The counselor at JHSAP was also kind enough to email me a long list of references for therapists in the area. Admittedly, I’ve been procrastinating a bit and haven’t gotten around to checking them out, but it’s on the list for this week.

Are you aware of resources and programs in your area, readers? Are they easy to locate, or do they require a bit of digging?


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News Day Tuesday: Childhood Mental Illness

News Day Tuesday, ptsd, rapid-cycle bipolar disorder, relationships, stigma

Good afternoon, readers! This week, I’m featuring an article from NPR related to the early detection of mental illness in children. Child psychologist Rahil Briggs states that half of all children show signs of mental illness before age 14.

On a personal note, I began experiencing symptoms of post-traumatic stress disorder around age seven or eight. My mother had gone to prison when I was six years old, and I went twice a month to visit her at the correctional facility that was several hours from my home. By this point, nightmares were a common occurrence–I’d had them regularly since age five–so my guardian and other relatives didn’t think much of it when the frequency increased slightly after these visits began. There was some talk of finding a therapist for me, but the idea was abandoned.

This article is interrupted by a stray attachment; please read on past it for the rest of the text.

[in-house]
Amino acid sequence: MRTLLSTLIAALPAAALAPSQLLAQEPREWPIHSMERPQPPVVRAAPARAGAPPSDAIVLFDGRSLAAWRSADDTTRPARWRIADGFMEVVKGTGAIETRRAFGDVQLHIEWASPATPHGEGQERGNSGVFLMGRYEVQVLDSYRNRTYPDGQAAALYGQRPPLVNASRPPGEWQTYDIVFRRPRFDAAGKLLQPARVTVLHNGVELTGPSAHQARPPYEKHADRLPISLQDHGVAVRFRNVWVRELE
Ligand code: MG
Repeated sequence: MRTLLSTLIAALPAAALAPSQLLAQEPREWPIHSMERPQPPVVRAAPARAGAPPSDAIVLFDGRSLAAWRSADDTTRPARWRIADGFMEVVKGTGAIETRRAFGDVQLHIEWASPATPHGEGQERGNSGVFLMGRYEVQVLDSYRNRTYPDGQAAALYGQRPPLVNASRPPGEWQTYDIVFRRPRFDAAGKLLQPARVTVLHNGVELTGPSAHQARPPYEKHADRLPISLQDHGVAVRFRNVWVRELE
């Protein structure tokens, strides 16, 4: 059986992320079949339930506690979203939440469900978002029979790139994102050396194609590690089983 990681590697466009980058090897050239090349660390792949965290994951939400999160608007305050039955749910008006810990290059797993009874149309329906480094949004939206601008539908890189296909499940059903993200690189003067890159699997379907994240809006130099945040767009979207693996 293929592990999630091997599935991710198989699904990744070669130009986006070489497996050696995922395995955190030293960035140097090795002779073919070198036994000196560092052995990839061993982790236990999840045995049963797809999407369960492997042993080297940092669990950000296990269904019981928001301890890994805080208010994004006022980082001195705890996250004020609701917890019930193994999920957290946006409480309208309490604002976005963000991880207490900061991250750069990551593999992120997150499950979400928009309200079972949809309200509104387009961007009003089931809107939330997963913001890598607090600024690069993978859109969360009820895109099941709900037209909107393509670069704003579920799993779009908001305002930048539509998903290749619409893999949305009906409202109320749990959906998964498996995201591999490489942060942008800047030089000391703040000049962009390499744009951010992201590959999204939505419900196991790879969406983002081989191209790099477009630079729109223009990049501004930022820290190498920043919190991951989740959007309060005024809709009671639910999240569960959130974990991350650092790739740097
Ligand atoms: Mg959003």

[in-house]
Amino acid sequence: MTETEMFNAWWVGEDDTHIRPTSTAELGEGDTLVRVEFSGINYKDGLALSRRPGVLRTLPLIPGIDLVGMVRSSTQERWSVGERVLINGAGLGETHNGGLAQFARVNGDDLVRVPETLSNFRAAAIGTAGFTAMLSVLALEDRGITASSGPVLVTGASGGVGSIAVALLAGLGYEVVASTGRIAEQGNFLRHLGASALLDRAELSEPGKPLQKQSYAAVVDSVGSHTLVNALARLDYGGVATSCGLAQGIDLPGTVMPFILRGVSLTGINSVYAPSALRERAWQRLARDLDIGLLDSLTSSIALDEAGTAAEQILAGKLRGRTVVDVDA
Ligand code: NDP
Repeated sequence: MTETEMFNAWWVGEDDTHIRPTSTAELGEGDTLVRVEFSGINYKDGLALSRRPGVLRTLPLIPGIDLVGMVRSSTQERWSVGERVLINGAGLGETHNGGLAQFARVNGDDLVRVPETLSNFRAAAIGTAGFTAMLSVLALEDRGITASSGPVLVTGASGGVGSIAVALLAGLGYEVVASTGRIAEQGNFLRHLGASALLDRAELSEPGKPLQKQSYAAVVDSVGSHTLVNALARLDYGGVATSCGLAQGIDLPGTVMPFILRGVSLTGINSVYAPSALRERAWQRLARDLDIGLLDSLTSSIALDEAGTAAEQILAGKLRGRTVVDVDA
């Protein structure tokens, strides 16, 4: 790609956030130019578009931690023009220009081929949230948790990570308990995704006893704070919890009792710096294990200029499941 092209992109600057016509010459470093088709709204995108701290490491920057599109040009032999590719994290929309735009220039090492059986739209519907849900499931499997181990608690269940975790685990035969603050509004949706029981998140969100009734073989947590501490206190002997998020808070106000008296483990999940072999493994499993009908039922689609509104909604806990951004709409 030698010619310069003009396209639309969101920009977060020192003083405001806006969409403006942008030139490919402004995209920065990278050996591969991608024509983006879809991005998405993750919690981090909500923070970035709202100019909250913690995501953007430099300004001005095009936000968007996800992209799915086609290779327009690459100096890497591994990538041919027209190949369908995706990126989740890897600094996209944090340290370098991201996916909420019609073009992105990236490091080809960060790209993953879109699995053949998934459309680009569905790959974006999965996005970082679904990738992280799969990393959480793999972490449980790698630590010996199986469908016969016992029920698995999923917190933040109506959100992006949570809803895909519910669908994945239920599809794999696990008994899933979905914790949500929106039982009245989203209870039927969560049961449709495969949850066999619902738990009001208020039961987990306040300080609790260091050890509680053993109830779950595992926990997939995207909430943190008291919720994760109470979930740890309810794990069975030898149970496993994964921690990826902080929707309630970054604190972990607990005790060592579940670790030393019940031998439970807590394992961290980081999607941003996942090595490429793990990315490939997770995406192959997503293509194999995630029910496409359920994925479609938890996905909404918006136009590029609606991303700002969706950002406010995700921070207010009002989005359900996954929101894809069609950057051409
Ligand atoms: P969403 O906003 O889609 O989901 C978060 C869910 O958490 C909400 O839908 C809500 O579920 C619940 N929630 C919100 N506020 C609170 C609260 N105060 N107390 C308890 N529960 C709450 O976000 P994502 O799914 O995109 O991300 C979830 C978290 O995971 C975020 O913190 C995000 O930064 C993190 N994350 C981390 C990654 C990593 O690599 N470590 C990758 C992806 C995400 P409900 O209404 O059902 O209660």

One of the earliest memories I have of PTSD-related symptoms was one night when I was attempting to play chess with my aunt in the basement of my grandmother’s home, where I lived for the majority of my childhood and adolescence. I began to feel odd, detached from my own body and my surroundings. I remember saying to my aunt, “Do you ever feel like you’re in a dream?” because that was the only way I could describe it at the time.

She had no idea what I was talking about and gave me a strange look, a reaction for which I can’t exactly blame her–if I weren’t “in the know” about the symptoms of PTSD, I would have found such a statement very strange.

As a child, I was generally calm and reserved, but I did occasionally “act out.” I would get panicky and anxious, a tiny ball of pent-up energy and what I can only describe as rage at nothing in particular. That energy had nowhere to go, so it was directed inward, causing lasting damage before finally exploding outward. I would storm around the house in a dark mood, only to erupt moments later in a fit of crying so intense I felt like I couldn’t breathe.